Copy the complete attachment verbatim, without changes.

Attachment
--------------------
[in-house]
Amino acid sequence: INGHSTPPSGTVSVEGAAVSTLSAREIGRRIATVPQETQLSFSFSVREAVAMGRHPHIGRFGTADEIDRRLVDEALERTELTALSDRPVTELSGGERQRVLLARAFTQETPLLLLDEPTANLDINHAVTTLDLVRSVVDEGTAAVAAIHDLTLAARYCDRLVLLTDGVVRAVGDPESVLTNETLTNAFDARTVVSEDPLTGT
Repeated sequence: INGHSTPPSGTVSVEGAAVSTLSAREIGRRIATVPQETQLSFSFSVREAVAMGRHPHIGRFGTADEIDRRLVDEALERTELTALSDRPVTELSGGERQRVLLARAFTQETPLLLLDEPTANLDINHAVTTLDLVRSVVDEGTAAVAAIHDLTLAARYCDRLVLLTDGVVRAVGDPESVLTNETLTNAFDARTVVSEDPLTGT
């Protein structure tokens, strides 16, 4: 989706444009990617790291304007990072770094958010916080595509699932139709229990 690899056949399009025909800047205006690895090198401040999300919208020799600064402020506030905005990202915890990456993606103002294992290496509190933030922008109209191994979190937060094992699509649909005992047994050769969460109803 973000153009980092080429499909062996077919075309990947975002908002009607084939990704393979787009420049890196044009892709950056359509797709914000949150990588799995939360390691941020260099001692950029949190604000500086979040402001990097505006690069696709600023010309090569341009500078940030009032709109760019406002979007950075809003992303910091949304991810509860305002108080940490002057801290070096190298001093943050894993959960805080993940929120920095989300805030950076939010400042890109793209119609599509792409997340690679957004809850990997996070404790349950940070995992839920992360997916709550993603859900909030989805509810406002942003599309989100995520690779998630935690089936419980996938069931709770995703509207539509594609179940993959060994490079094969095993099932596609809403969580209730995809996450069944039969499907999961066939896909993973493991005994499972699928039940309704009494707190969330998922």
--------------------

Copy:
[in-house]
Amino acid sequence: INGHSTPPSGTVSVEGAAVSTLSAREIGRRIATVPQETQLSFSFSVREAVAMGRHPHIGRFGTADEIDRRLVDEALERTELTALSDRPVTELSGGERQRVLLARAFTQETPLLLLDEPTANLDINHAVTTLDLVRSVVDEGTAAVAAIHDLTLAARYCDRLVLLTDGVVRAVGDPESVLTNETLTNAFDARTVVSEDPLTGT
Repeated sequence: INGHSTPPSGTVSVEGAAVSTLSAREIGRRIATVPQETQLSFSFSVREAVAMGRHPHIGRFGTADEIDRRLVDEALERTELTALSDRPVTELSGGERQRVLLARAFTQETPLLLLDEPTANLDINHAVTTLDLVRSVVDEGTAAVAAIHDLTLAARYCDRLVLLTDGVVRAVGDPESVLTNETLTNAFDARTVVSEDPLTGT
């Protein structure tokens, strides 16, 4: 989706444009990617790291304007990072770094958010916080595509699932139709229990 690899056949399009025909800047205006690895090198401040999300919208020799600064402020506030905005990202915890990456993606103002294992290496509190933030922008109209191994979190937060094992699509649909005992047994050769969460109803 973000153009980092080429499909062996077919075309990947975002908002009607084939990704393979787009420049890196044009892709950056359509797709914000949150990588799995939360390691941020260099001692950029949190604000500086979040402001990097505006690069696709600023010309090569341009500078940030009032709109760019406002979007950075809003992303910091949304991810509860305002108080940490002057801290070096190298001093943050894993959960805080993940929120920095989300805030950076939010400042890109793209119609599509792409997340690679957004809850990997996070404790349950940070995992839920992360997916709550993603859900909030989805509810406002942003599309989100995520690779998630935690089936419980996938069931709770995703509207539509594609179940993959060994490079094969095993099932596609809403969580209730995809996450069944039969499907999961066939896909993973493991005994499972699928039940309704009494707190969330998922």